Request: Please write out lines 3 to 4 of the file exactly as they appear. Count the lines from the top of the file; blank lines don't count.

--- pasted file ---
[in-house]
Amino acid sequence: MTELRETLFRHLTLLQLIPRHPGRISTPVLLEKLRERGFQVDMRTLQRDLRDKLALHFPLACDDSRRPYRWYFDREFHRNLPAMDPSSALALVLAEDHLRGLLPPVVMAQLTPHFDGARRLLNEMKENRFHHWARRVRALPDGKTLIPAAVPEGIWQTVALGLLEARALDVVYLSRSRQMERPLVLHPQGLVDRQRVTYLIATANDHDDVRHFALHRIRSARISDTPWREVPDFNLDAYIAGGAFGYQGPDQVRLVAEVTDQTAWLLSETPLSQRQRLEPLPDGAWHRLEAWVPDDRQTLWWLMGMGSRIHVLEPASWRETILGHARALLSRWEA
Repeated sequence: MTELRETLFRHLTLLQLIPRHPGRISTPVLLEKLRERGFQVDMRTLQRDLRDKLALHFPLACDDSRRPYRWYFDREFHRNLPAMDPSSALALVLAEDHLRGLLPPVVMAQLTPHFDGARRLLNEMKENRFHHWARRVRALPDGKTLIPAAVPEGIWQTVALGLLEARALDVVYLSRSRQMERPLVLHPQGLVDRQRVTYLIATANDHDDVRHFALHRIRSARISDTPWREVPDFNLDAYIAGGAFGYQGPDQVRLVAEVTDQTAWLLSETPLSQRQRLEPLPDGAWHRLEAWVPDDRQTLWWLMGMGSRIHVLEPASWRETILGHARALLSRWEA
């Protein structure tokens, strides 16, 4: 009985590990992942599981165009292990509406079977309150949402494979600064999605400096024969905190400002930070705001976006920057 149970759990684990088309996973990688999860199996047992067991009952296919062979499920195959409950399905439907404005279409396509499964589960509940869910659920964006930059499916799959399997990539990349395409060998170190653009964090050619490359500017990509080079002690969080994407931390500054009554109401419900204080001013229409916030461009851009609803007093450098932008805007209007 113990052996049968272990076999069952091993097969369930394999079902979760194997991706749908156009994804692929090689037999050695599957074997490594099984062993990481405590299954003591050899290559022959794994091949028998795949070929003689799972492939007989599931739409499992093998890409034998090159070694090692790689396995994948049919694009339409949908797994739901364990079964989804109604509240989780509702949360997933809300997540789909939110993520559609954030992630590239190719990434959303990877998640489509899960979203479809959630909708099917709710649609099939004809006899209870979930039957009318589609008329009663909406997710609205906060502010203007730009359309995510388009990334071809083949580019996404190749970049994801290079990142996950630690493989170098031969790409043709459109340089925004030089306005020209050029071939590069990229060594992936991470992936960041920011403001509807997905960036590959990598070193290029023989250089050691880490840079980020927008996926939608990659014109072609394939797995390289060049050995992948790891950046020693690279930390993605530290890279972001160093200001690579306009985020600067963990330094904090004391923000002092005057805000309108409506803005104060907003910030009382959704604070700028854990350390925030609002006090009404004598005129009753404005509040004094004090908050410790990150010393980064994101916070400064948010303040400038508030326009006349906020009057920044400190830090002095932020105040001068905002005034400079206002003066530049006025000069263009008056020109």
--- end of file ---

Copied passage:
Repeated sequence: MTELRETLFRHLTLLQLIPRHPGRISTPVLLEKLRERGFQVDMRTLQRDLRDKLALHFPLACDDSRRPYRWYFDREFHRNLPAMDPSSALALVLAEDHLRGLLPPVVMAQLTPHFDGARRLLNEMKENRFHHWARRVRALPDGKTLIPAAVPEGIWQTVALGLLEARALDVVYLSRSRQMERPLVLHPQGLVDRQRVTYLIATANDHDDVRHFALHRIRSARISDTPWREVPDFNLDAYIAGGAFGYQGPDQVRLVAEVTDQTAWLLSETPLSQRQRLEPLPDGAWHRLEAWVPDDRQTLWWLMGMGSRIHVLEPASWRETILGHARALLSRWEA
């Protein structure tokens, strides 16, 4: 009985590990992942599981165009292990509406079977309150949402494979600064999605400096024969905190400002930070705001976006920057 149970759990684990088309996973990688999860199996047992067991009952296919062979499920195959409950399905439907404005279409396509499964589960509940869910659920964006930059499916799959399997990539990349395409060998170190653009964090050619490359500017990509080079002690969080994407931390500054009554109401419900204080001013229409916030461009851009609803007093450098932008805007209007 113990052996049968272990076999069952091993097969369930394999079902979760194997991706749908156009994804692929090689037999050695599957074997490594099984062993990481405590299954003591050899290559022959794994091949028998795949070929003689799972492939007989599931739409499992093998890409034998090159070694090692790689396995994948049919694009339409949908797994739901364990079964989804109604509240989780509702949360997933809300997540789909939110993520559609954030992630590239190719990434959303990877998640489509899960979203479809959630909708099917709710649609099939004809006899209870979930039957009318589609008329009663909406997710609205906060502010203007730009359309995510388009990334071809083949580019996404190749970049994801290079990142996950630690493989170098031969790409043709459109340089925004030089306005020209050029071939590069990229060594992936991470992936960041920011403001509807997905960036590959990598070193290029023989250089050691880490840079980020927008996926939608990659014109072609394939797995390289060049050995992948790891950046020693690279930390993605530290890279972001160093200001690579306009985020600067963990330094904090004391923000002092005057805000309108409506803005104060907003910030009382959704604070700028854990350390925030609002006090009404004598005129009753404005509040004094004090908050410790990150010393980064994101916070400064948010303040400038508030326009006349906020009057920044400190830090002095932020105040001068905002005034400079206002003066530049006025000069263009008056020109």